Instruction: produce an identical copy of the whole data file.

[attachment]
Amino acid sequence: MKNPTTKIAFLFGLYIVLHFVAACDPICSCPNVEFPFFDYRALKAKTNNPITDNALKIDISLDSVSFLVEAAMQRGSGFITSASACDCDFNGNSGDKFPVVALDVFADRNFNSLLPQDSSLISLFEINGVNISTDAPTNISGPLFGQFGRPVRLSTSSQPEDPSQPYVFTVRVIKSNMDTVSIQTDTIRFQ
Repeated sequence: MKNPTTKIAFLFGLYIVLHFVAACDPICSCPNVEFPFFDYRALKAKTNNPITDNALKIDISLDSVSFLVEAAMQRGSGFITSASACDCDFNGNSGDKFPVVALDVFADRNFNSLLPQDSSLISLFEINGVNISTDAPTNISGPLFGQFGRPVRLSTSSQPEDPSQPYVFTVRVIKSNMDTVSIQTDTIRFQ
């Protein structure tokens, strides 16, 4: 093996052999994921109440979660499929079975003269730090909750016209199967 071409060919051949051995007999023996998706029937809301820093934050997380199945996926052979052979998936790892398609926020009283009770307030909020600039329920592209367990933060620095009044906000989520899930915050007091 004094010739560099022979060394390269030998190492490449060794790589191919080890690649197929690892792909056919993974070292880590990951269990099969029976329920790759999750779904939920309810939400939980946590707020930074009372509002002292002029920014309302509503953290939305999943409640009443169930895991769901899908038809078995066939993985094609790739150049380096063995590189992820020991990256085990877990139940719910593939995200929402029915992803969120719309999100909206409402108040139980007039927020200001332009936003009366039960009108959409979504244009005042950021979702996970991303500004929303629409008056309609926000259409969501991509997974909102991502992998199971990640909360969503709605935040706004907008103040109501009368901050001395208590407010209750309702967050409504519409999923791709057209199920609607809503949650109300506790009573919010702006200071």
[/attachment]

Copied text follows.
Amino acid sequence: MKNPTTKIAFLFGLYIVLHFVAACDPICSCPNVEFPFFDYRALKAKTNNPITDNALKIDISLDSVSFLVEAAMQRGSGFITSASACDCDFNGNSGDKFPVVALDVFADRNFNSLLPQDSSLISLFEINGVNISTDAPTNISGPLFGQFGRPVRLSTSSQPEDPSQPYVFTVRVIKSNMDTVSIQTDTIRFQ
Repeated sequence: MKNPTTKIAFLFGLYIVLHFVAACDPICSCPNVEFPFFDYRALKAKTNNPITDNALKIDISLDSVSFLVEAAMQRGSGFITSASACDCDFNGNSGDKFPVVALDVFADRNFNSLLPQDSSLISLFEINGVNISTDAPTNISGPLFGQFGRPVRLSTSSQPEDPSQPYVFTVRVIKSNMDTVSIQTDTIRFQ
């Protein structure tokens, strides 16, 4: 093996052999994921109440979660499929079975003269730090909750016209199967 071409060919051949051995007999023996998706029937809301820093934050997380199945996926052979052979998936790892398609926020009283009770307030909020600039329920592209367990933060620095009044906000989520899930915050007091 004094010739560099022979060394390269030998190492490449060794790589191919080890690649197929690892792909056919993974070292880590990951269990099969029976329920790759999750779904939920309810939400939980946590707020930074009372509002002292002029920014309302509503953290939305999943409640009443169930895991769901899908038809078995066939993985094609790739150049380096063995590189992820020991990256085990877990139940719910593939995200929402029915992803969120719309999100909206409402108040139980007039927020200001332009936003009366039960009108959409979504244009005042950021979702996970991303500004929303629409008056309609926000259409969501991509997974909102991502992998199971990640909360969503709605935040706004907008103040109501009368901050001395208590407010209750309702967050409504519409999923791709057209199920609607809503949650109300506790009573919010702006200071």